From the Pastor’s Desk: March 29, 2015
Today we celebrate Palm Sunday– the triumphant entrance of Jesus into Jerusalem. Palm Sunday is both the ending of five weeks of Lent and the beginning of Holy Week. We are about to enter and celebrate the heart of our faith– the Paschal Mystery of the Passion, Death, and Resurrection of Jesus. With Palm Sunday we begin the holiest of weeks and we are invited to enter that celebration with a right attitude- with an ever greater faith and devotion to the mystery of God’s love we will celebrate.
Our regular Mass schedule will continue until Tuesday. On Wednesday at the Cathedral Basilica of St. Augustine, priests of our diocese- with the bishop and the faithful- will gather for the Annual Chrism Mass. During the Mass, the bishop will bless the Oils of Catechumens and the Sick, and will consecrate the Sacred Chrism. A part of the celebration is the Renewal of Commitment to the Priestly Service– a pledge to greater union with Christ and more loving service of God’s people, especially by celebrating the Eucharist with love and devotion.
The three great days of the Holy Triduum offer us one long liturgy that is at the very heart of the liturgical year. We are invited to enter the Upper Room to celebrate the Passover, to accompany and to follow Jesus through the halls of judgment, bitter Passion, Crucifixion, and His burial. We wait in solemn vigil to bear witness to His Resurrection as He rises again in our human flesh, glorious and immortal.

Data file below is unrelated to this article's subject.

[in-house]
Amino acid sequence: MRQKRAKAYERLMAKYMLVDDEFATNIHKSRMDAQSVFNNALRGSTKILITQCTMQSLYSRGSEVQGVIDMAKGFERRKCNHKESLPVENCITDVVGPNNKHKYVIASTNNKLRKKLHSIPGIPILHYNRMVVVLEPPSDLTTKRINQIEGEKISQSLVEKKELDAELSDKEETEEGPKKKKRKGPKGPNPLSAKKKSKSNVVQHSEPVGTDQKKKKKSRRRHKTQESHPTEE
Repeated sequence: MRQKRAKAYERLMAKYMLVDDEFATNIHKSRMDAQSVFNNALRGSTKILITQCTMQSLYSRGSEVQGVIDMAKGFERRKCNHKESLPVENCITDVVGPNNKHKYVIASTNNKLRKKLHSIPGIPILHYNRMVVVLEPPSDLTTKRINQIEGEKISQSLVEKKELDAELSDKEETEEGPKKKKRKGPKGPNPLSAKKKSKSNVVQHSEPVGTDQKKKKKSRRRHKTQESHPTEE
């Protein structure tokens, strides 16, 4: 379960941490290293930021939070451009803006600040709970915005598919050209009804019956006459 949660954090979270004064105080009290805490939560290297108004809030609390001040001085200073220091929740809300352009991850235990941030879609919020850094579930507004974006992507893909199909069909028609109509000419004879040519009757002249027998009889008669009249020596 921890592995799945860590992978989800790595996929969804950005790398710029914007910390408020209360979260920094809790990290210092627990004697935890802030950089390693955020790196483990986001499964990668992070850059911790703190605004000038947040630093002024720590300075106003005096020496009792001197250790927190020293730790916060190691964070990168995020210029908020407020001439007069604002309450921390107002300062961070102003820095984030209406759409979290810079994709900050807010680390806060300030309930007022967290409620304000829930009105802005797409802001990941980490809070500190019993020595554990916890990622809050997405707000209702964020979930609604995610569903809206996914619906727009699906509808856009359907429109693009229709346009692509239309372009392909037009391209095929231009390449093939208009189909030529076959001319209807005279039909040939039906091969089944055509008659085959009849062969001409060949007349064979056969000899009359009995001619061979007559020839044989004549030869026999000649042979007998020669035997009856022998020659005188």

Good Friday of the Lord’s Passion celebrates the day when our Lord, through love, gave His life to redeem us from sin and death. Our participation in the celebrations of this day is not just an expression of our emotions of grief and mourning or simply being present. For us Christians, we share the gift of faith in the Redeemer that gives us hope and confidence. Today’s celebration allows us to deepen our reflection upon the mystery of the Trinity– God who is Love is revealed in the ordinary language of a fallen world through rejection, pain, and suffering. At the heart of the Passion we also reflect upon the divine paradox: “Death itself is put to death on this day which we call ‘good’.”
Holy Saturday is traditionally a day of fasting, silence, and contemplation. But also it is a day of excitement and anticipation for the Elect, who have been preparing for months, perhaps years for the sacraments they will receive tonight. The Easter Vigil is the culminating liturgy of the year for the entire parish. This “holy night” is the “mother of all holy vigils”. It celebrates the Lord’s rising from the dead and reminds us that, “This is the night.” We celebrate the Lord who took our human flesh and now rises to new life of the Resurrection in His glorified and immortal body. In our happiness we sing joyful “alleluias” as the incarnation reaches its fulfillment and brings us gifts of faith, hope, peace, and the promise of eternal life.